Wake Up, Church! Be Grieved, Be Angry, Be Free To Act

Just published at The Stream, one of my more important articles ever:A Time for Anger, A Time for Grief.”

The Western world is in spiritual crisis like never before. Persecution of Christians is on the rise. Spiritual apathy is increasing. The LGBT movement is literally attacking Christian faith through charges of its being hateful and homophobic — and that attack is successfully turning many away from life in Christ.

And the Church still won’t wake up.

Much of the reason is because we see these things and they upset us, but we don’t know what to do with it. We feel anger welling up, but we’re afraid of it. So we quench it. We pace the room, muttering about how bad things are getting, then, to make sure we don’t do something un-Christian in our anger, we sit down again.

We’ve got to get into action. Anger motivates action. Yes, usually it’s destructive action —
but it doesn’t have to be.

We’ve got to get into action. Anger motivates action. Usually it’s destructive action, but it doesn’t have to be. We can be free to angry; free to move into exactly the right kind of action — if we follow Jesus’ example and let our anger be tempered by tears. For the upset we feel is of both sorts: disturbing and grievous.

That’s the point I made in an article that might just be one of the most important I’ve written, just published at The Stream:A Time for Anger, A Time for Grief.” It’s not your usual biblical message, but it’s definitely biblical. And the usual messages have left us sitting immobilized — not the biblically wise place to be.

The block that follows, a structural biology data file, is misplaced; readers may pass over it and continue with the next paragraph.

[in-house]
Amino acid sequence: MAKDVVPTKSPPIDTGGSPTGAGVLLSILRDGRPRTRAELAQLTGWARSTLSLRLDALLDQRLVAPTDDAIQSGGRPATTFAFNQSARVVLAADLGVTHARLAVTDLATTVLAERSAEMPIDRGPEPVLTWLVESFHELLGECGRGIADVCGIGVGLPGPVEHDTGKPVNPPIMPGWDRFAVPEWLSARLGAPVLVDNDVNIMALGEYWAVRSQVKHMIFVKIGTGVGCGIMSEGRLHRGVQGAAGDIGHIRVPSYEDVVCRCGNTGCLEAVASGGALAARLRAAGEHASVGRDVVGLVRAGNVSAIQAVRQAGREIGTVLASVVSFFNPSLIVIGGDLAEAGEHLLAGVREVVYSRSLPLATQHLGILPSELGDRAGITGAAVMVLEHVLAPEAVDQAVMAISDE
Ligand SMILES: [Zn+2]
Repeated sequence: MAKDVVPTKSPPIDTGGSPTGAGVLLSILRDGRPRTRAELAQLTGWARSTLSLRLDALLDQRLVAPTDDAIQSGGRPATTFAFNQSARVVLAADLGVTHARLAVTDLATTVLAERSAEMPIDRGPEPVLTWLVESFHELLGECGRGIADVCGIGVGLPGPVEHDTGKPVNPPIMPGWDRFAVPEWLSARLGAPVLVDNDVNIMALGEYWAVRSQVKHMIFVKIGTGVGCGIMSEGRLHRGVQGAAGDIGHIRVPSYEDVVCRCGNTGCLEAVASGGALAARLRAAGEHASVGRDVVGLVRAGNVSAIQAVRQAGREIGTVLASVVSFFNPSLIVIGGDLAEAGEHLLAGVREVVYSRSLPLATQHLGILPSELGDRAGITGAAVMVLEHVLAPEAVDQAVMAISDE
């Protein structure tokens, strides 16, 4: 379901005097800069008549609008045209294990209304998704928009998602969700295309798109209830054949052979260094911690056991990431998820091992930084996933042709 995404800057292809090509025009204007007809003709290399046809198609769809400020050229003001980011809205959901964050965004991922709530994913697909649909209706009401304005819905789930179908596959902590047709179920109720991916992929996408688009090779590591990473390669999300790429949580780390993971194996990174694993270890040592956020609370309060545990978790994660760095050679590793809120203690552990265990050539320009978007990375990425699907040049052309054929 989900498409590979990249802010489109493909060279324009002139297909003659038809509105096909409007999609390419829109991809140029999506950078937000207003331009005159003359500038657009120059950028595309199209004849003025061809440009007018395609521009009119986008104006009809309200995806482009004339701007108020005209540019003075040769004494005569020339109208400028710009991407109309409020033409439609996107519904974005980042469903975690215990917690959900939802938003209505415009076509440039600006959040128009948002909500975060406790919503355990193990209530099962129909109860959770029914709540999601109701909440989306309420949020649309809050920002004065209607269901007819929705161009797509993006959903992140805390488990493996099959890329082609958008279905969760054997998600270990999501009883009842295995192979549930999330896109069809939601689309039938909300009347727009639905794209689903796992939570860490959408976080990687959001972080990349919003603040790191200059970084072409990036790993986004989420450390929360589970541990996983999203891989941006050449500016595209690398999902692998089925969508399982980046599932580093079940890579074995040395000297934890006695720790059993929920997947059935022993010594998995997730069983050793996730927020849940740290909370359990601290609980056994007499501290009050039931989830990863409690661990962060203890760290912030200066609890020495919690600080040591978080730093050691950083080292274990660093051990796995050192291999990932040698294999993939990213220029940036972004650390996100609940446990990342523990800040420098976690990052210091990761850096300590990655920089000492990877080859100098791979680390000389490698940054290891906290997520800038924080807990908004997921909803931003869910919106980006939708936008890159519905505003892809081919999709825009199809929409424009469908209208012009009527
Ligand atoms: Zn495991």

I urge you to read it and share it. Let it give you permission to wake up; to feel the kind of grief-filled upset that motivates and frees you to commit yourself to godly, positive action.

I pray it will help the Church quit pacing, quit muttering to itself, quit retiring to its easy chair, and get out and do what needs to be done in God’s name to demonstrate the life, love, and truth of Jesus Christ.


  1. Paul Leonard

    I’m not sure that “anger” is a healthy response to evil no matter it’s form. In fact, there is a push to try and anger us with the liberal movements so they can label us hateful and root us out. (Sin is sin, but they’ve found a chink in the armor on this one…) Strategically, the enemy is normally pretty skilled and we can’t respond to attacks without grace.
    What one is best served doing, is assuring that their own behavior and conduct is impeccable, and when asked give witness. But I don’t think we can or should police the non-believers ideals. But with divorce at 50% (which God “Hates” just as much) and all the other injustice… what non-Christians do doesn’t concern me.

    My response when pressed on the “marriage issue” is to give scriptural views, and state they can pile the wood and get their torches or leave me alone. Many balk when the other side is willing to die.

  2. Post
    Tom Gilson

    Was it unhealthy for Jesus to feel anger? Or is that an example we’re not meant to follow?

    Hatefulness is certainly wrong. We’ll gat labeled with it whether we display anger or not, however.

    Yes, Col. 4:6 and Eph. 4:15 should alsways guide the way we express our anger. Raw, untempered anger is bound to go wrong. But anger tempered with grief, by the power of the Holy Spirit, can produce actions imbued with grace, I believe.

  3. Clark Coleman

    Great article. I would add a caution that you have already phrased in another way: Of all the examples that Jesus set that are difficult for us to follow, combining anger with true grief and love for those who anger us is one of the hardest. We should remind ourselves of that fact every time we are about to grant permission to ourselves to feel anger. Hence the many cautions you already placed in your article.

  4. Matthew Snider

    Thanks for sharing this Tom. I believe our world (Christians) is changing and a lot of what we aim for daily is being lost.

    Remain in me and I in you!

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